So what should we conclude from this survey? If, as the survey's authors imply, physicians' commercial involvements lead to inferior medical care, can we trust only 6% of the physician workforce to act in our best interests? On the other hand, perhaps the survey reports good news: we are within 6% of having every physician working with companies.

That steady advances in the quality of medical care have principally arisen from medical products contributed by private industry is an incontrovertible fact. The increasing involvement of physicians and medical researchers in medical product development is an adaptation to opportunities to address unmet medical needs.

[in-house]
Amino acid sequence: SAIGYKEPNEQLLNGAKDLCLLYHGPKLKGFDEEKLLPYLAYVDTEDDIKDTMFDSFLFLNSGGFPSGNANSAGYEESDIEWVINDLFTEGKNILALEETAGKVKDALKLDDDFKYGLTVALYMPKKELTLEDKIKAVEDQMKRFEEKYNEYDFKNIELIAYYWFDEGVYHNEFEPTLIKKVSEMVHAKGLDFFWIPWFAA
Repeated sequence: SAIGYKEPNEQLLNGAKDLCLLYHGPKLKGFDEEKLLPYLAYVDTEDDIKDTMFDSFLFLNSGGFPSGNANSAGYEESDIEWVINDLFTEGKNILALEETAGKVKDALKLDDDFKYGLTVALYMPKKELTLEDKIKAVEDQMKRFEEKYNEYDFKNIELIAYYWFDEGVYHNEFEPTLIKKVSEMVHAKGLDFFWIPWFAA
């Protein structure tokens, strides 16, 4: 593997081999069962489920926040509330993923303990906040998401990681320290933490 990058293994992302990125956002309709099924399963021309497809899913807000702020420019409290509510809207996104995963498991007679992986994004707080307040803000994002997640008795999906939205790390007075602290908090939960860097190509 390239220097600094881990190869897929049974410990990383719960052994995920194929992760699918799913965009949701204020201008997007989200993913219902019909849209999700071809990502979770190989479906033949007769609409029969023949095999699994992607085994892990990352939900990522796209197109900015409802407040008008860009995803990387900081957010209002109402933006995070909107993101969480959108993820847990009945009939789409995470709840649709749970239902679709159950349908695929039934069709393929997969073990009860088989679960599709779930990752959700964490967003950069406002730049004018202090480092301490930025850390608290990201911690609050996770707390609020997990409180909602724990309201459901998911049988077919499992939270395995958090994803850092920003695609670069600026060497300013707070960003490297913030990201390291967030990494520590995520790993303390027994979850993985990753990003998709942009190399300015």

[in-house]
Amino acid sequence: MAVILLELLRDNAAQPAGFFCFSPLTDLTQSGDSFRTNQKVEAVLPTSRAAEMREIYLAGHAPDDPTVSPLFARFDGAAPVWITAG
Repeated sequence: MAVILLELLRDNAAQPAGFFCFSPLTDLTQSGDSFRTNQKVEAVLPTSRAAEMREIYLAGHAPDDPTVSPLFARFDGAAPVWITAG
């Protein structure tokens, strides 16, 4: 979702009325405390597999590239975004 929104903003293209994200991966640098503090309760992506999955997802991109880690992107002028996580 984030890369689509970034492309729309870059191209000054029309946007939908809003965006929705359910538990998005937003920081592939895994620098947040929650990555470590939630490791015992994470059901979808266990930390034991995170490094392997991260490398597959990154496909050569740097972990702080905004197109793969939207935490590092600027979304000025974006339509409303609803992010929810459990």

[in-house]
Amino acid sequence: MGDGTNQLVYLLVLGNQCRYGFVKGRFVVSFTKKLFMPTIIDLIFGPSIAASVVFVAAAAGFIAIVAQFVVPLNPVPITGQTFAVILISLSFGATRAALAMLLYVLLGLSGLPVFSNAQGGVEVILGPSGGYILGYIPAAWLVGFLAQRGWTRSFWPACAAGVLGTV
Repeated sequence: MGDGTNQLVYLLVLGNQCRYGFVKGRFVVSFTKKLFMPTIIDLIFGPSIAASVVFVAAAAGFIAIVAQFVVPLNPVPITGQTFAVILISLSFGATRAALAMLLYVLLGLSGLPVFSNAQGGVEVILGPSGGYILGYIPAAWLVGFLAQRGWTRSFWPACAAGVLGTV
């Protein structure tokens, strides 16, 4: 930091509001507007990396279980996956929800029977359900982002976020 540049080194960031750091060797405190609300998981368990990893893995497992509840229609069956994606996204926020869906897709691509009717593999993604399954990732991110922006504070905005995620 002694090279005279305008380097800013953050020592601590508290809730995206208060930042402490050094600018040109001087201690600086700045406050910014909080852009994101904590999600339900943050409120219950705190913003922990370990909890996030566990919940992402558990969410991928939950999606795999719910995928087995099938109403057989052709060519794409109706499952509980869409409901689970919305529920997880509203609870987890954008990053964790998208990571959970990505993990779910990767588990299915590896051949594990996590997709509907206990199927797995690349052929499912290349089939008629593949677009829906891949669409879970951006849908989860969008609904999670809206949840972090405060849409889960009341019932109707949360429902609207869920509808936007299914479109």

Medical product marketing, like most activities, has harms and benefits in different circumstances; but on balance it affords the likely benefit that marketing these products to physicians gets them to the patients who need them. These realities are blatantly incompatible with the fantasy of critics that the intrusions of commerce into medicine must inevitably be an evil conspiracy. No useful medical products arise from the media, from advocacy organizations or from medical journals. Activists and journalists, including editors of high–profile journals, are not promoting morality in the face of greed. Rather they are marketing their own product, sensationalism, in the face of reality.